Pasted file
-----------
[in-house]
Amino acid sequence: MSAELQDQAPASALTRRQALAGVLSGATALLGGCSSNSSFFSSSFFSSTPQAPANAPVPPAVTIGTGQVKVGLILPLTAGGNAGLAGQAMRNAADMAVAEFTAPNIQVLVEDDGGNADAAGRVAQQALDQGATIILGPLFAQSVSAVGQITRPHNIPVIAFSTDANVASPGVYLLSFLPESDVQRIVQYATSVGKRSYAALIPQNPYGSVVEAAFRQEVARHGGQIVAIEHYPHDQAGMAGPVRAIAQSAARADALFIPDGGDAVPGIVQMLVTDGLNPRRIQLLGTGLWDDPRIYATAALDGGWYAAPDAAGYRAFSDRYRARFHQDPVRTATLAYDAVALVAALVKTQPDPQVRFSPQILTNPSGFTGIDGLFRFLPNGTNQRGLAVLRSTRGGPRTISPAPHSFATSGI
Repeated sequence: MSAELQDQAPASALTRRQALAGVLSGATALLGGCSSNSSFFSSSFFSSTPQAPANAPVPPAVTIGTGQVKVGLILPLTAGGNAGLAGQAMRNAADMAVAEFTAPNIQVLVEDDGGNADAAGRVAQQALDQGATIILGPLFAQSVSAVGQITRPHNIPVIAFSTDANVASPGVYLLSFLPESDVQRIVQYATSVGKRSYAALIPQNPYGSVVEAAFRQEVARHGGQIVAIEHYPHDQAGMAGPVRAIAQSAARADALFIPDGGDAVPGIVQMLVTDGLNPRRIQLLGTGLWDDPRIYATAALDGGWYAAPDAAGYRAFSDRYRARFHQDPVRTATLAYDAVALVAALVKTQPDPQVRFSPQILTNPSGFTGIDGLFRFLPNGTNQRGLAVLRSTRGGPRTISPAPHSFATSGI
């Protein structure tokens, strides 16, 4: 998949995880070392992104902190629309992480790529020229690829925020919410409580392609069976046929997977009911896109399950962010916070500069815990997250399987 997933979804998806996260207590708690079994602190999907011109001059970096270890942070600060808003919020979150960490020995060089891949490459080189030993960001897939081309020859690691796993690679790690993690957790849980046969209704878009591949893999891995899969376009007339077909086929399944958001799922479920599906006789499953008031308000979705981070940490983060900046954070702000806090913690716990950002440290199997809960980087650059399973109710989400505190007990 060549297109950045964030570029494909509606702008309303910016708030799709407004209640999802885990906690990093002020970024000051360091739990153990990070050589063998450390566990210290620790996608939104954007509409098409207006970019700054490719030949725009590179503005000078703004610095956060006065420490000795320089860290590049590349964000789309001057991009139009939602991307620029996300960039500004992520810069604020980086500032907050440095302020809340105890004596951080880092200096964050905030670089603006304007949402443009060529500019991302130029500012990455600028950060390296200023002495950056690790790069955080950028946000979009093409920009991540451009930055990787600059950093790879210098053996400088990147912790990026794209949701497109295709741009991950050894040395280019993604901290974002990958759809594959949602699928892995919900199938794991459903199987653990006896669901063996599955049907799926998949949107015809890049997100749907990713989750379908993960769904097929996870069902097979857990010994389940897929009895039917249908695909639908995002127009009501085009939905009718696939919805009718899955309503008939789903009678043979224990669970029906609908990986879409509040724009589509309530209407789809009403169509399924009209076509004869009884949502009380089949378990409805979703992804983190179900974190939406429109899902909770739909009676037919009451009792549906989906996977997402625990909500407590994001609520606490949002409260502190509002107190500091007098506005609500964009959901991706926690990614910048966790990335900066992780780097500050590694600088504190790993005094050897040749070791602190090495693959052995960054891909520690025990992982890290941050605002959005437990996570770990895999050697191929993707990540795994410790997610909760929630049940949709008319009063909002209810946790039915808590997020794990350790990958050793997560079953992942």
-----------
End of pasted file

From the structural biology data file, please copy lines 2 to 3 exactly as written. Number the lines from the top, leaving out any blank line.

Amino acid sequence: MSAELQDQAPASALTRRQALAGVLSGATALLGGCSSNSSFFSSSFFSSTPQAPANAPVPPAVTIGTGQVKVGLILPLTAGGNAGLAGQAMRNAADMAVAEFTAPNIQVLVEDDGGNADAAGRVAQQALDQGATIILGPLFAQSVSAVGQITRPHNIPVIAFSTDANVASPGVYLLSFLPESDVQRIVQYATSVGKRSYAALIPQNPYGSVVEAAFRQEVARHGGQIVAIEHYPHDQAGMAGPVRAIAQSAARADALFIPDGGDAVPGIVQMLVTDGLNPRRIQLLGTGLWDDPRIYATAALDGGWYAAPDAAGYRAFSDRYRARFHQDPVRTATLAYDAVALVAALVKTQPDPQVRFSPQILTNPSGFTGIDGLFRFLPNGTNQRGLAVLRSTRGGPRTISPAPHSFATSGI
Repeated sequence: MSAELQDQAPASALTRRQALAGVLSGATALLGGCSSNSSFFSSSFFSSTPQAPANAPVPPAVTIGTGQVKVGLILPLTAGGNAGLAGQAMRNAADMAVAEFTAPNIQVLVEDDGGNADAAGRVAQQALDQGATIILGPLFAQSVSAVGQITRPHNIPVIAFSTDANVASPGVYLLSFLPESDVQRIVQYATSVGKRSYAALIPQNPYGSVVEAAFRQEVARHGGQIVAIEHYPHDQAGMAGPVRAIAQSAARADALFIPDGGDAVPGIVQMLVTDGLNPRRIQLLGTGLWDDPRIYATAALDGGWYAAPDAAGYRAFSDRYRARFHQDPVRTATLAYDAVALVAALVKTQPDPQVRFSPQILTNPSGFTGIDGLFRFLPNGTNQRGLAVLRSTRGGPRTISPAPHSFATSGI